M;ih-PlnncL~lii\titut l'ur Kohlenlorschunp contribution. Realistically. only a responsible use of primary
1. D-45470 Mulhcim an der R u h r (Germany)
TclcI;t.r +
In[. code (208)306-2980 energy and a greater utilization of nonfossil and ideally renew-
c-mill leifncr,< able energy carriers will ever be able to achieve a major reduc-
REVIEWS W. Leitner

tion in the release of CO,. At the same time, this also means that From the safety aspect, carbon dioxide is an ideal raw mate-
enough “waste CO,” will be produced to provide a carbon rial, as can be seen from a comparison of its properties with
source sufficient for a multitude of chemical requirements. even those of the widely used C , starting compounds carbon monox-
allowing for large reductions in anthropogenic carbon dioxide ide (CO) and phosgene (COCI,) (Table 1). For example, CO, is
emissions. For example, a typical coal-fired power station with practically nontoxic, and can be stored, transported, and han-
desulfurization of the exhaust gas produces 830 kg CO, per dled without problems.
MWh electric power, and a power station fired with natural gas
produces 400 kg CO, per MWh. In the exhaust gases from coal-
fired power stations, the CO, concentration can reach 14%.[61 1.2. Why Formic Acid?
In principle, an “anthropogenic CO, cycle” could therefore
be achieved without making additional demands on the natural Most current applications of carbon dioxide are based on its
reservoir of carbon. However, most of the CO, bought and sold physical or physico-chemical properties.[’, 91 However, CO, is
on the world market does not come from this over-abundance, already being used as a raw material in some industrially impor-
but from hydrogen production [Eqs. (a) and (b)].“I It is possible tant chemical reactions.[2h1For example, the direct hydrogena-
tion of CO, plays an important role in the industrial synthesis
of methanol from H,,CO/CO, mixtures (ICI process).[”’ In
principle, the reduction of CO, also provides a potential ap-
proach to a number of other important products as shown in
in principle to extract CO, from power station exhaust gases by Scheme 1. The reduction equivalents required for the individual
the same methods that have been developed for extracting it transformations can be made available by addition of hydrogen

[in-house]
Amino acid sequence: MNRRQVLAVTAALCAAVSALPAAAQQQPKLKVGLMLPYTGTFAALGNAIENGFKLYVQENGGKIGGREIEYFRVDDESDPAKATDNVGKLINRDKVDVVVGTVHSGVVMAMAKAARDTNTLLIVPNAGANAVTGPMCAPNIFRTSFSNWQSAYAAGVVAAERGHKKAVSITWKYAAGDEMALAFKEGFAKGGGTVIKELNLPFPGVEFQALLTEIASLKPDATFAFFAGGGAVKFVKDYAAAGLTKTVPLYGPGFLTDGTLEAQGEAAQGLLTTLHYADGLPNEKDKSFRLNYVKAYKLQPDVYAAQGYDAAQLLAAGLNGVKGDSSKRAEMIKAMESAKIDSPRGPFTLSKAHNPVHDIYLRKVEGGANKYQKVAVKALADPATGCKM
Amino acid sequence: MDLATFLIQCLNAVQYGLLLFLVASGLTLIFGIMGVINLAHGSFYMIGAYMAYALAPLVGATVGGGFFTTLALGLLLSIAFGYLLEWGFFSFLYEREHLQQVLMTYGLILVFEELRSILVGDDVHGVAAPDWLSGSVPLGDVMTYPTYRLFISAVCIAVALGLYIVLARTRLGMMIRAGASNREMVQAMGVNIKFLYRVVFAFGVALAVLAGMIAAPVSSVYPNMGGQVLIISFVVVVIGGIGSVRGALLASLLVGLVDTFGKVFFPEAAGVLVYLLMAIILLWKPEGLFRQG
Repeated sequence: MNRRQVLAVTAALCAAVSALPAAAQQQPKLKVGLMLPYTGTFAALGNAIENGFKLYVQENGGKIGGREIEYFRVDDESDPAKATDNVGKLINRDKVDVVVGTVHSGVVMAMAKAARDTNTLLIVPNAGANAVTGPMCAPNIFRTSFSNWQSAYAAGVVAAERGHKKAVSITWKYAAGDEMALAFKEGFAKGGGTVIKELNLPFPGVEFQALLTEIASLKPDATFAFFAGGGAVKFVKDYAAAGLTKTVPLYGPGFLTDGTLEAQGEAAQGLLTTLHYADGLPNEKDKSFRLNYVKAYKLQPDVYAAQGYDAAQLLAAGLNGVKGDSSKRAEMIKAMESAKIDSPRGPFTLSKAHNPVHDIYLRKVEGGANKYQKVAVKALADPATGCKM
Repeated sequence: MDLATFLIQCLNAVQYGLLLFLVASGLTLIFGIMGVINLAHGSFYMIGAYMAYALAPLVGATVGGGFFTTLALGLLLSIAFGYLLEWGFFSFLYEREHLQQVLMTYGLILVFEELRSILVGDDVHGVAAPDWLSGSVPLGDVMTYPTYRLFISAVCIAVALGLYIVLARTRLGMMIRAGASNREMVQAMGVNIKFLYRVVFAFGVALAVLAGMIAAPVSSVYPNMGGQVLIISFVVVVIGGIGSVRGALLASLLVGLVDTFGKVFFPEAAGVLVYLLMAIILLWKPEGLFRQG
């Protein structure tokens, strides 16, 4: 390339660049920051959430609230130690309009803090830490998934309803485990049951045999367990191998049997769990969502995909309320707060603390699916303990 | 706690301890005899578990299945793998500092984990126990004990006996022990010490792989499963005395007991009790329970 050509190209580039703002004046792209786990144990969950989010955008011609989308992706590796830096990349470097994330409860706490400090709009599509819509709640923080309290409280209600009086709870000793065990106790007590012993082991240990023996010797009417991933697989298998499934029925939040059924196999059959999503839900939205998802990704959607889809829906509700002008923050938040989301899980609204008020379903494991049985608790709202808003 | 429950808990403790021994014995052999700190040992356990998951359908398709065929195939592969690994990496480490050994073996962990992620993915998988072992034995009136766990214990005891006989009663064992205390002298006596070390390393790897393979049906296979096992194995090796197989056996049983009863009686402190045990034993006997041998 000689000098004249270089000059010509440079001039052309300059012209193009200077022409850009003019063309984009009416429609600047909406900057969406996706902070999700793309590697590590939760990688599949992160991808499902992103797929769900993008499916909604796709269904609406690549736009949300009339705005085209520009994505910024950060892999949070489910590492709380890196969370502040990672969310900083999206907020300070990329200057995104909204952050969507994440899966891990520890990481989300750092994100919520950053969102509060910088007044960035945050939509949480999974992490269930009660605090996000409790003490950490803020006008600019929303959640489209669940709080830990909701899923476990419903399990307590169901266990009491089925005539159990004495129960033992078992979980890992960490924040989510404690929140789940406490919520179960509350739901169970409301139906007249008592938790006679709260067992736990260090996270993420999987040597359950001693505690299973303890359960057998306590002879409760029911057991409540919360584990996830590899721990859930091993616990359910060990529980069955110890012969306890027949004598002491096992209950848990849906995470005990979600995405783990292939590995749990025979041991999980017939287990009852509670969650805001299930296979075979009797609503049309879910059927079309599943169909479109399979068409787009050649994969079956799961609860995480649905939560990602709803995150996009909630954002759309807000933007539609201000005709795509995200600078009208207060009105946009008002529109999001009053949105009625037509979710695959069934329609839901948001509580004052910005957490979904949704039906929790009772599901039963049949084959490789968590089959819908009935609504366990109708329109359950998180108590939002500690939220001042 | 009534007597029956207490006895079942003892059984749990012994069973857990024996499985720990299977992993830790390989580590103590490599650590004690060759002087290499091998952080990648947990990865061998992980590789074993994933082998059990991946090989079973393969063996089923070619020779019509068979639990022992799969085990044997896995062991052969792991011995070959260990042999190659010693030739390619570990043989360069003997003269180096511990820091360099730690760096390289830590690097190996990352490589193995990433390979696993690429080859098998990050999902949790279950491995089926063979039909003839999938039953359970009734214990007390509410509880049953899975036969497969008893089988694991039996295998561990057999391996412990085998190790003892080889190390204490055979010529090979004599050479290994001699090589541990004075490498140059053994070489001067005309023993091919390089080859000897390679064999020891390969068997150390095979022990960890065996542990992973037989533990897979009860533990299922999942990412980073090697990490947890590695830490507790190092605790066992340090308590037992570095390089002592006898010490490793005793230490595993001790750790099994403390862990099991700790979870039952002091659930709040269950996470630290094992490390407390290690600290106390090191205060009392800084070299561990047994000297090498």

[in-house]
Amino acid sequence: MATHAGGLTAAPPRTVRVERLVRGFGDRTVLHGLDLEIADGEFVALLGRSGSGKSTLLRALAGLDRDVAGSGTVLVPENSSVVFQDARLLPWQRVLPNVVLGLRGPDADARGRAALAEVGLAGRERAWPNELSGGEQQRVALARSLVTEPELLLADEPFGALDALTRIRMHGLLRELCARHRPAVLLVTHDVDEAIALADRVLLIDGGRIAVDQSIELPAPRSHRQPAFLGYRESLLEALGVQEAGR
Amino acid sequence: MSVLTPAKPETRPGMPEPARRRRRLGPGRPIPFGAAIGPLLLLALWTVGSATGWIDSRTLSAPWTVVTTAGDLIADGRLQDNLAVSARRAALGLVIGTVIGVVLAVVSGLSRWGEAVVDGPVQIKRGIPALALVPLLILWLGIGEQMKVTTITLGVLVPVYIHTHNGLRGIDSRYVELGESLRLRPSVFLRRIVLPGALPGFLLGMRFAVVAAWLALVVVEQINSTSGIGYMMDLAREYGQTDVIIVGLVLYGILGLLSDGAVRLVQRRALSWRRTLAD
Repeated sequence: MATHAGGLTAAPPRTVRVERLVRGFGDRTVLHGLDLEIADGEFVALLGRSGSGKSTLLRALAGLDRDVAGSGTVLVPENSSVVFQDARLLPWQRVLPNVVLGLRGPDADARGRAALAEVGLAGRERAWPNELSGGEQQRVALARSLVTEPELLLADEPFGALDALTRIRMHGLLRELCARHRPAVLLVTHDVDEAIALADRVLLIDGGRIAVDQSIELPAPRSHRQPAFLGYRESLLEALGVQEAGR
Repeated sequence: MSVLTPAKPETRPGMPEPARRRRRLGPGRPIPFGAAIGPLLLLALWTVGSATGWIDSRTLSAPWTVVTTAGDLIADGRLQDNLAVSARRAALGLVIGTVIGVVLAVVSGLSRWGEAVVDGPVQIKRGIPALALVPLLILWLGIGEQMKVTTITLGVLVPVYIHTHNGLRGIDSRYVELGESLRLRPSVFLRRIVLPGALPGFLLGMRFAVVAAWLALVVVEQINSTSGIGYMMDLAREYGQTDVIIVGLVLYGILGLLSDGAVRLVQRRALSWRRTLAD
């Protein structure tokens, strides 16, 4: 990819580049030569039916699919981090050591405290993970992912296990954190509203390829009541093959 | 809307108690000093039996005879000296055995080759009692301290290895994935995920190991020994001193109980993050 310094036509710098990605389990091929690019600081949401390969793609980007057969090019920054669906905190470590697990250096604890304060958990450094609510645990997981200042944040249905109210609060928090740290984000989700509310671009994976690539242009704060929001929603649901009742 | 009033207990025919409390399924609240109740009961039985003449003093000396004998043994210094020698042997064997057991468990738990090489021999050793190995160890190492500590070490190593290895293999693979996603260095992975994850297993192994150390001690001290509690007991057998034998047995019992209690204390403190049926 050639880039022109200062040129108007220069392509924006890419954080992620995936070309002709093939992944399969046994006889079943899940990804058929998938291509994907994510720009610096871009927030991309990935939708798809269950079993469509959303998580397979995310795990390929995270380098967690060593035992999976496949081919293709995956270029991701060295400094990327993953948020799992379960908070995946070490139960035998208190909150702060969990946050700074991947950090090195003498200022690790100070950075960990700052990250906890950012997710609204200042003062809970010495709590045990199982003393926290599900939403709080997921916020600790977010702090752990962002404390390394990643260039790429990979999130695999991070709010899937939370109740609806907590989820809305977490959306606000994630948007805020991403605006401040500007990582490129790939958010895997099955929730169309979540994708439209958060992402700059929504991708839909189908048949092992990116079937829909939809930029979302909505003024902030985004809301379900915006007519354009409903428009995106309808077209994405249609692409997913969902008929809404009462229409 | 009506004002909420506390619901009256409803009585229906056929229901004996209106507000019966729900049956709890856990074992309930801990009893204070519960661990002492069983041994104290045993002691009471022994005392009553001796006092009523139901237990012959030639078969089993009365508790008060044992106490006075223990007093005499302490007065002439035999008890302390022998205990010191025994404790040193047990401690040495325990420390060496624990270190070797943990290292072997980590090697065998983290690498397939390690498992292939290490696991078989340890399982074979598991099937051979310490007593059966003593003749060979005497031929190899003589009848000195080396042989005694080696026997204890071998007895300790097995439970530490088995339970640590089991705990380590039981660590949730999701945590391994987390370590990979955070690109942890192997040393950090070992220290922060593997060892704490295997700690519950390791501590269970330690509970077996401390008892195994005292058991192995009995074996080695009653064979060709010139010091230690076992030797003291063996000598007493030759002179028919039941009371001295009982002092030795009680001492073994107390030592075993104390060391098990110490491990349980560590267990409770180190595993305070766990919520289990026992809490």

from process gases of hydrogen production.[2g.61 The method as shown in Scheme 1 or by electron transfer processes. The
that is growing most rapidly in importance in this context is
absorption in aqueous solutions of amines. The trend towards
recovery of CO, will probably greatly intensify in the future,
leading to the increasing availability of large quantities of this
cheap raw material.

Table 1. Properties of various C , building blocks [a]


+4H2 3 +*HZ

MAK value
30 ppm
iiffinity for hemo-
globin 210 times
0.1 ppm
war gas
SO00 ppm
danger 01‘
asphyxiation a t
(z ) 4
* -2H20 -H20
that of O2 10 V O I ~ ! in
~ air
LC,,, (inhal. mouse) 2444 ppm (4 h) 110 ppm (30 min)
environmental ycs high “negativc“
flammability 12 74 vol “A
~ no no
boiling point -192 c XC -78 C (subl.)
storage only at pressure very difficult. to be no problem
5 3 . 5 MPa aboided + H2
transport gas bottles or only possible (or gas bottles or
tanks kilogram quantities tanks
solubility in 1 mL 0.17 mL miscible in all 3.45 mL
toluene at 20 C proportions

[a] Data taken from ref? [8 101

~ Scheme 1. Reduction of CO, ;is ii source for industrially important products.

f Walter Leitner was born in 1963. studied chemistry in Regensburg, bvhere he obtained his
Doctorate under Prof. H . Brunner in 1989. After a period of post-doctorate research with
John M . B r o w at the Dyson Perrins Laboratory at ihe Universiry of O.xufi)rdhe relurned to
Regensburg in 1991 us u Liebig Fellow, and began his reseurch into the catalytic hydrogenation